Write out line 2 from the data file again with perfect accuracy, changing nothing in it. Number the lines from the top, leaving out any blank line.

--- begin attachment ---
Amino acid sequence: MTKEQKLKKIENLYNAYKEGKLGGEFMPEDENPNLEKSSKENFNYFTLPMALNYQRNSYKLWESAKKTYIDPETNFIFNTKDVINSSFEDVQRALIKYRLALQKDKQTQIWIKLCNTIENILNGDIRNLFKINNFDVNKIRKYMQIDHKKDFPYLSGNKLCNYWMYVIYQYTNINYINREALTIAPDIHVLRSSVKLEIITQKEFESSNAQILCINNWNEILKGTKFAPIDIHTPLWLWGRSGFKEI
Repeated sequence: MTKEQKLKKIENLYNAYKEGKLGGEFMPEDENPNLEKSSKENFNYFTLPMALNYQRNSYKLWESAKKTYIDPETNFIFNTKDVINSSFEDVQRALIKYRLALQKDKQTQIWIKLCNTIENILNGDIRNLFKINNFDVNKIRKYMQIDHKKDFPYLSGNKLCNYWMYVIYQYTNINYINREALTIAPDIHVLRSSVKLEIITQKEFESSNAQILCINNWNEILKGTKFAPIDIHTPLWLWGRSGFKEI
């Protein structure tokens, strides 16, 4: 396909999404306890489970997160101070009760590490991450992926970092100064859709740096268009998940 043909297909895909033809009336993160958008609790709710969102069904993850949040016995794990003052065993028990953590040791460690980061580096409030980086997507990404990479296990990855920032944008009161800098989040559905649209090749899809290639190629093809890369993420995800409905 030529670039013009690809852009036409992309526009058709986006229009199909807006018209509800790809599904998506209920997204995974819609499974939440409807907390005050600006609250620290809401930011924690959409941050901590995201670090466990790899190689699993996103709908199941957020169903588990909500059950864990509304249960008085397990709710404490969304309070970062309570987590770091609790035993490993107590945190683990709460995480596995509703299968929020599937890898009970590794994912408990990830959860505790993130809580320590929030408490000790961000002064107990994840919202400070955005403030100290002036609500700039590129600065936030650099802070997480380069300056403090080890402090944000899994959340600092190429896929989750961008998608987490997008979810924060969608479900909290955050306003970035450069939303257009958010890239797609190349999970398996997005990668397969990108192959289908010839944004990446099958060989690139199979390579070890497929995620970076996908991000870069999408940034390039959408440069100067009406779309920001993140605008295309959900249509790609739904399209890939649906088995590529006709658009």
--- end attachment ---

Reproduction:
Repeated sequence: MTKEQKLKKIENLYNAYKEGKLGGEFMPEDENPNLEKSSKENFNYFTLPMALNYQRNSYKLWESAKKTYIDPETNFIFNTKDVINSSFEDVQRALIKYRLALQKDKQTQIWIKLCNTIENILNGDIRNLFKINNFDVNKIRKYMQIDHKKDFPYLSGNKLCNYWMYVIYQYTNINYINREALTIAPDIHVLRSSVKLEIITQKEFESSNAQILCINNWNEILKGTKFAPIDIHTPLWLWGRSGFKEI